Obviously, you want to start the game with some balance, but if Iowa's run defense performs to expectations, you may want to replace the running game with the short pass / screen game. Give Howard some space to breathe and pick up a head of steam to bowl over some dudes, because the six-yard headstart he gets on a standard run play to hurtle into Iowa's defensive line may not be enough. It'd be one thing if Indiana was good at running the ball, but frankly, they aren't. Part of this has to do with Jordan Howard's injury, but after 8 games they're 92nd in the country in running the ball. It's a blowout matchup on paper, and while you want to attempt to "keep teams honest" and whatnot, it's not like Iowa has to sell out to stop the run, they'll just line up and do it.

I'm just saying: Indiana is 0-0 when they throw it 100 times or more and 459-631-45 when they throw it 99 times or less. I think it's high time we try to do something truly innovative / see if Nate Sudfeld's arm will literally just fall off on national television.

STUFF TO WATCH FOR

  • Make the third quarter decisive. When the third quarter rolls around, Indiana has been the nation's 19th best offense and 24th best defense by S&P+. Meanwhile, Iowa has been the nation's 92nd best offense and 45th best defense. Sometimes one great quarter is all a team needs to pull of an upset, perhaps the Hoosiers can do enough in the third quarter to ride out a white knuckle victory in the 4th. Perhaps they'll be so far behind at halftime it won't matter. Perhaps the world will disintegrate as it is consumed by an exploding star tomorrow. Anything is possible!
  • Will anyone show up? Two straight losses, one embarrassing, one somewhat admirable, then a bye week and then pseudo-televised basketball combine for a recipe of INDIANA FOOTBALL APATHY. Despite all its goals still achievable and a high-level opponent in town, I'm afraid the Indiana faithful won't make a tremendous effort to come out to Memorial Stadium, despite an ideal 3:30 start on ESPN. Unfortunately, it is ingrained in too many people to use football as a means of killing off the last couple of months before the beloved basketball team starts back up. The weather turns cold and, in all fairness, the football team's season is usually all but over. THAT SAID: despite everything that has happened, they remain only 2 games short of bowl eligibility with 4 to play, and could even sneak in at 5-7 thanks to an overall lack of bowl eligible teams! Come on guys! Go watch football! It'll be fun! Maybe!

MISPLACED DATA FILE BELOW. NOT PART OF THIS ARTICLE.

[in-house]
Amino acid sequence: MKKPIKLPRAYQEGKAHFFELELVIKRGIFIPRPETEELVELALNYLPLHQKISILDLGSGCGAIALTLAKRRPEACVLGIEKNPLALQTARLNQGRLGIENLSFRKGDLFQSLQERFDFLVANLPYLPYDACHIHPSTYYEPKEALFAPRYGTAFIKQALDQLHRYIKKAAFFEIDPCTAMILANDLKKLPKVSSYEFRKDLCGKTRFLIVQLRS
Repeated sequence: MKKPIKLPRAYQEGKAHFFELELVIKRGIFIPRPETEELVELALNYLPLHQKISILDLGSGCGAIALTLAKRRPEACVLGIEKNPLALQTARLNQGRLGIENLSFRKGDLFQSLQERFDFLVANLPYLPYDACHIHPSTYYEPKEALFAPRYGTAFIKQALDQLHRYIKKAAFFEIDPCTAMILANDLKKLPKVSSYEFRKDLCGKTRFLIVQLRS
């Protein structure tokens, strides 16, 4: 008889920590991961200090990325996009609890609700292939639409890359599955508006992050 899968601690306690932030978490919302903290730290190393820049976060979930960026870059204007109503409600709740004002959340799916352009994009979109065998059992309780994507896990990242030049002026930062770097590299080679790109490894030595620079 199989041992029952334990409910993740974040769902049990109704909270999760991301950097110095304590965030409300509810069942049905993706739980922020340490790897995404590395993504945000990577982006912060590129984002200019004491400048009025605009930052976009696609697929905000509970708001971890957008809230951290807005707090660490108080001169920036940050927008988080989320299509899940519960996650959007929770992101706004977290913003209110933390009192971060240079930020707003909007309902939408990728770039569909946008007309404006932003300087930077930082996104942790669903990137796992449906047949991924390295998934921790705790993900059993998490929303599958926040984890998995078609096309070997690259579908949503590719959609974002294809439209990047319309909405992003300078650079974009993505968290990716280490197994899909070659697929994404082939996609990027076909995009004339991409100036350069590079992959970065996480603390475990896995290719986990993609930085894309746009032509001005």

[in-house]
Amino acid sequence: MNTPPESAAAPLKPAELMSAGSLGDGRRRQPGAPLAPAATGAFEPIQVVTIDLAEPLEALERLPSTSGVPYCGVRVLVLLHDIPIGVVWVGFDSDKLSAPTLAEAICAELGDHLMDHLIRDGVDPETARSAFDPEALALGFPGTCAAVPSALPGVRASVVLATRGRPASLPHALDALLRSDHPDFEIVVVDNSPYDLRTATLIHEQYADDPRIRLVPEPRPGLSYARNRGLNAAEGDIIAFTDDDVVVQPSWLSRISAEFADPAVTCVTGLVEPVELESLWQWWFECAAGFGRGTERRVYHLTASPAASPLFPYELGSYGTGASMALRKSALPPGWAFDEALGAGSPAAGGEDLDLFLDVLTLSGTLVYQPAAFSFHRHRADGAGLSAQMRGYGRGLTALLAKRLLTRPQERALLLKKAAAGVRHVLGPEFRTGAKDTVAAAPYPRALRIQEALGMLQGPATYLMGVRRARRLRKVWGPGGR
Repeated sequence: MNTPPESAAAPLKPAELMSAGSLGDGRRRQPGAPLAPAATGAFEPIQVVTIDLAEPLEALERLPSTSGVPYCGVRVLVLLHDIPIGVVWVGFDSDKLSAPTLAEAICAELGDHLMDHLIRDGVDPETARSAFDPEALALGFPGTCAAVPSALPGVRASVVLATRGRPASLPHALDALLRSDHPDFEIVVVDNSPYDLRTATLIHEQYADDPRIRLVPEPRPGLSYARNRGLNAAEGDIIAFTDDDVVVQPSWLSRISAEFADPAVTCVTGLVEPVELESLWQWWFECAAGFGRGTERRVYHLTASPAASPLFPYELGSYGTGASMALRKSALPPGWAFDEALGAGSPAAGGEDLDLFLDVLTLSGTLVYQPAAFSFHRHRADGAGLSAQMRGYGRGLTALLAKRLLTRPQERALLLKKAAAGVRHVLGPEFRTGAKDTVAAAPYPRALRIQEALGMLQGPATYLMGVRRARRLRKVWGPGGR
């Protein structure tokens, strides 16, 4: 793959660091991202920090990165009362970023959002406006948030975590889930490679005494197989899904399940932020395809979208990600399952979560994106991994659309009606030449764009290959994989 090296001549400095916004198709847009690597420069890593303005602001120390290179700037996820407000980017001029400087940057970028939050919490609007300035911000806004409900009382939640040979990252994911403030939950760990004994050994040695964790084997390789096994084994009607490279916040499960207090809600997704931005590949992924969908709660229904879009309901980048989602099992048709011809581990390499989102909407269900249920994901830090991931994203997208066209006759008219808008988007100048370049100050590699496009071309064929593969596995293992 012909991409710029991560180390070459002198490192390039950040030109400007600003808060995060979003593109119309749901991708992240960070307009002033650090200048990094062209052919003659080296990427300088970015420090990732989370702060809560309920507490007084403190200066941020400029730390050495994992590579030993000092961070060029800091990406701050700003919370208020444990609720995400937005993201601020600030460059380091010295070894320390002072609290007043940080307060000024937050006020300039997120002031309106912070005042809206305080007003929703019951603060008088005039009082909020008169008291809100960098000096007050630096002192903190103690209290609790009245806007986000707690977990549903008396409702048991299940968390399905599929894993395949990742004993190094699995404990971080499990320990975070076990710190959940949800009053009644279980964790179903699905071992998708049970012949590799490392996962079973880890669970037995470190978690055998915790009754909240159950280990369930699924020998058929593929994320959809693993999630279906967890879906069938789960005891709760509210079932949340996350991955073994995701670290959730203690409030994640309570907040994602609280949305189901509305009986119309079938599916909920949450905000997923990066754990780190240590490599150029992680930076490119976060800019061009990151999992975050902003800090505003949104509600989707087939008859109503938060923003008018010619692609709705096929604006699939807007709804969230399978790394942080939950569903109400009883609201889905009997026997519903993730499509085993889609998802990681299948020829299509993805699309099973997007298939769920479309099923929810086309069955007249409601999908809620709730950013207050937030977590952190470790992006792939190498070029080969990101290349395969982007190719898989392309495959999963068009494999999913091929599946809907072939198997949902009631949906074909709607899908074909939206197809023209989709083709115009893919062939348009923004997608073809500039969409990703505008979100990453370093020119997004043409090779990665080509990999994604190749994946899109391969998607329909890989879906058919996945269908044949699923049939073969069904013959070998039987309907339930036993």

• Something dumb is gonna happen, what do you think it'll be? Indiana and Iowa enjoy a strong recent history of whacky plays and outcomes. Kellen Lewis scooping up a Josiah Sears fumble and scoring a long touchdown (which went down in the books as receiving yards and a receiving touchdown, despite recording no catches in that game), that stupidly amazing interception in 2009 (rest in peace, Tyler Sash), that dropped go-ahead touchdown on 4th down in 2010, the fact that Indiana actually won in 2012, and more I'm probably forgetting. What I'm getting at is: a lot of dumb stuff has happened in this series recently that played a large role in determining the outcome of the game, maybe this year it could happen to Iowa instead and lead to an Indiana victory. Like, just once.